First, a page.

The secret diaries of London’s wittiest and favorite Russian, kept under lock and key, further reveals how chances to avoid the Cold War were lost and how the ambassador did not fear risking his life to keep the Grand Alliance alive. They further disclose how Churchill misled Stalin about the second front and how the prime minister was distrusted even by his own colleagues, who were only happy to share their feelings with the Soviet ambassador. It is stunning to discover that much of the information the Kremlin gleaned from London hardly came from spies, such as ‘the Cambridge five,’ but was rather garnered by Maisky directly from British politicians and officials, whom he befriended such as Beaverbrook, Lloyd George, Eden, Vansittart and even Churchill – all of whom spoke candidly and openly with the Soviet ambassador, sharing with him at time, “heaps of cipher telegrams.”
There are relevant lessons to be drawn from the diary, particularly when history is being appropriated and abused by politicians of all countries and political shades. The diary acquaints us with a sharp-eyed witness, who was at the center of the events leading to the war, and whose outstanding record stands up to correct our often misguided and distorted analogies to those formative years. It reminds us how preconceived ideas in both the West and in Russia, entrenched in a long tradition of imperial rivalries and cultural differences, had brought the world to the brink of disaster and failed to secure a solid peace in the wake of World War II.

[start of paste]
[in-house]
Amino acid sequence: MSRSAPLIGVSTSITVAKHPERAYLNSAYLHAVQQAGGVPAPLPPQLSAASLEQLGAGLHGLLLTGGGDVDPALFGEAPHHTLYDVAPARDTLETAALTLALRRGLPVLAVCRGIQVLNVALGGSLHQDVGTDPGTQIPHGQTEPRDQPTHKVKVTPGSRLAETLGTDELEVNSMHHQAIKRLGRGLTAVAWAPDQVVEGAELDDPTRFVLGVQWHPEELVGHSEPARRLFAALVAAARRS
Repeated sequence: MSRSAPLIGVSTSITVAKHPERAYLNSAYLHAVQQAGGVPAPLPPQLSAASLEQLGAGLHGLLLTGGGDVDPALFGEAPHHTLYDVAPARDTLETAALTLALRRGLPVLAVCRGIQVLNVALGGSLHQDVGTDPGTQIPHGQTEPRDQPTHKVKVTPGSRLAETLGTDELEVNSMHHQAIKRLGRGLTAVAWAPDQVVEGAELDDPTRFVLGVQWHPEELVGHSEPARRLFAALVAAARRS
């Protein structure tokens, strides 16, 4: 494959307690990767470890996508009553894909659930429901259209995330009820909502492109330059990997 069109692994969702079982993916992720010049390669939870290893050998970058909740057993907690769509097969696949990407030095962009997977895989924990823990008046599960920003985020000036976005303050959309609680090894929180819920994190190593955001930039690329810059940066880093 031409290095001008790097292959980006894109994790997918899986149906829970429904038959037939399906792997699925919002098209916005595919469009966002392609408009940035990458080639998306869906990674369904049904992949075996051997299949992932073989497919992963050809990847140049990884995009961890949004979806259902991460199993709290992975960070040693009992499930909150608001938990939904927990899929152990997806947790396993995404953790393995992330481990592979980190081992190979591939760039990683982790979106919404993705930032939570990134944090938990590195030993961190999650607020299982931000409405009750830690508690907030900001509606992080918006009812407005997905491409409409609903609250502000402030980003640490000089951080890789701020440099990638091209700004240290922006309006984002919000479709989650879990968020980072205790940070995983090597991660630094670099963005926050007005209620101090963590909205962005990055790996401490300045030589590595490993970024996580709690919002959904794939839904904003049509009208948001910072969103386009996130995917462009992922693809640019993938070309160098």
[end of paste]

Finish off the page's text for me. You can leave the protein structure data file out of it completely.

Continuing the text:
Mutual suspicion, it emerges from Maisky’s diary, was the most important contributor to the calamitous events, leading to the failure of collective security, the Munich conference and the signing of the Molotov- Ribbentrop Pact which precipitated the outbreak of the war. It reveals the efforts of an exceptional, perceptive ambassador to eradicate such misunderstandings, desperately seeking a dialogue and mediation between London and Moscow, whose genuine interests as the two major powers on the edge of Europe, he believed, had coincided throughout history.
Professor Gabriel Gorodetsky, for RT
Gabriel Gorodetsky, The Maisky Diaries, Red Ambassador to the court of St James’s is published by Yale University Press, September 2015.
The statements, views and opinions expressed in this column are solely those of the author and do not necessarily represent those of RT.